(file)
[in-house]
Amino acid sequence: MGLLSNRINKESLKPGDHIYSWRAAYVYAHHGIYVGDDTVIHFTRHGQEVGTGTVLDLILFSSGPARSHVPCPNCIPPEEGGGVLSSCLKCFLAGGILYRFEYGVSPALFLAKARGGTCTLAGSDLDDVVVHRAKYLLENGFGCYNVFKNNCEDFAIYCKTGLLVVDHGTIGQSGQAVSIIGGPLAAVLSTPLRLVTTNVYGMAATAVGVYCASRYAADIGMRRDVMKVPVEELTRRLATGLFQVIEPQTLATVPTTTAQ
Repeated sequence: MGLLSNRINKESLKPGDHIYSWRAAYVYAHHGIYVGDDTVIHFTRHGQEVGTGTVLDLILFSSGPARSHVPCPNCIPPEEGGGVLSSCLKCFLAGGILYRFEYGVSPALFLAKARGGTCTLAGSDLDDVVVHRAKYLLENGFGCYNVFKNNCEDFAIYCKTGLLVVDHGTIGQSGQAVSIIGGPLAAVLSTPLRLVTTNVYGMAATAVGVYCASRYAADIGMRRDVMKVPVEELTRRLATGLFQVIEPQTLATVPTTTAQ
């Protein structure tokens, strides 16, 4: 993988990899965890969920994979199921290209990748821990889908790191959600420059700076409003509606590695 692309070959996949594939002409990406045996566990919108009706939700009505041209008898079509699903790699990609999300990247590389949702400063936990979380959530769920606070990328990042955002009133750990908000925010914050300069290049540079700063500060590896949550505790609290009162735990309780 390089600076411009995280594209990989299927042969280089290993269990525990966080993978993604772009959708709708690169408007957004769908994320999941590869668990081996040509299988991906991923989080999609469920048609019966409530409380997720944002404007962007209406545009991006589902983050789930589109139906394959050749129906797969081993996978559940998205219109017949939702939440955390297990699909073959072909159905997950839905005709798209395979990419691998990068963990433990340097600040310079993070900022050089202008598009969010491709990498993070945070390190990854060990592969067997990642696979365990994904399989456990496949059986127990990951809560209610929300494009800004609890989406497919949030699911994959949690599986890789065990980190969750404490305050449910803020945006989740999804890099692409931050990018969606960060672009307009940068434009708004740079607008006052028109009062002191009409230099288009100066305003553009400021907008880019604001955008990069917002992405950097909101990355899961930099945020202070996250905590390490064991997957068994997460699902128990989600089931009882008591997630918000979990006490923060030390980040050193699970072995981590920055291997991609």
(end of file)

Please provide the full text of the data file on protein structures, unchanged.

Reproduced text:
[in-house]
Amino acid sequence: MGLLSNRINKESLKPGDHIYSWRAAYVYAHHGIYVGDDTVIHFTRHGQEVGTGTVLDLILFSSGPARSHVPCPNCIPPEEGGGVLSSCLKCFLAGGILYRFEYGVSPALFLAKARGGTCTLAGSDLDDVVVHRAKYLLENGFGCYNVFKNNCEDFAIYCKTGLLVVDHGTIGQSGQAVSIIGGPLAAVLSTPLRLVTTNVYGMAATAVGVYCASRYAADIGMRRDVMKVPVEELTRRLATGLFQVIEPQTLATVPTTTAQ
Repeated sequence: MGLLSNRINKESLKPGDHIYSWRAAYVYAHHGIYVGDDTVIHFTRHGQEVGTGTVLDLILFSSGPARSHVPCPNCIPPEEGGGVLSSCLKCFLAGGILYRFEYGVSPALFLAKARGGTCTLAGSDLDDVVVHRAKYLLENGFGCYNVFKNNCEDFAIYCKTGLLVVDHGTIGQSGQAVSIIGGPLAAVLSTPLRLVTTNVYGMAATAVGVYCASRYAADIGMRRDVMKVPVEELTRRLATGLFQVIEPQTLATVPTTTAQ
């Protein structure tokens, strides 16, 4: 993988990899965890969920994979199921290209990748821990889908790191959600420059700076409003509606590695 692309070959996949594939002409990406045996566990919108009706939700009505041209008898079509699903790699990609999300990247590389949702400063936990979380959530769920606070990328990042955002009133750990908000925010914050300069290049540079700063500060590896949550505790609290009162735990309780 390089600076411009995280594209990989299927042969280089290993269990525990966080993978993604772009959708709708690169408007957004769908994320999941590869668990081996040509299988991906991923989080999609469920048609019966409530409380997720944002404007962007209406545009991006589902983050789930589109139906394959050749129906797969081993996978559940998205219109017949939702939440955390297990699909073959072909159905997950839905005709798209395979990419691998990068963990433990340097600040310079993070900022050089202008598009969010491709990498993070945070390190990854060990592969067997990642696979365990994904399989456990496949059986127990990951809560209610929300494009800004609890989406497919949030699911994959949690599986890789065990980190969750404490305050449910803020945006989740999804890099692409931050990018969606960060672009307009940068434009708004740079607008006052028109009062002191009409230099288009100066305003553009400021907008880019604001955008990069917002992405950097909101990355899961930099945020202070996250905590390490064991997957068994997460699902128990989600089931009882008591997630918000979990006490923060030390980040050193699970072995981590920055291997991609």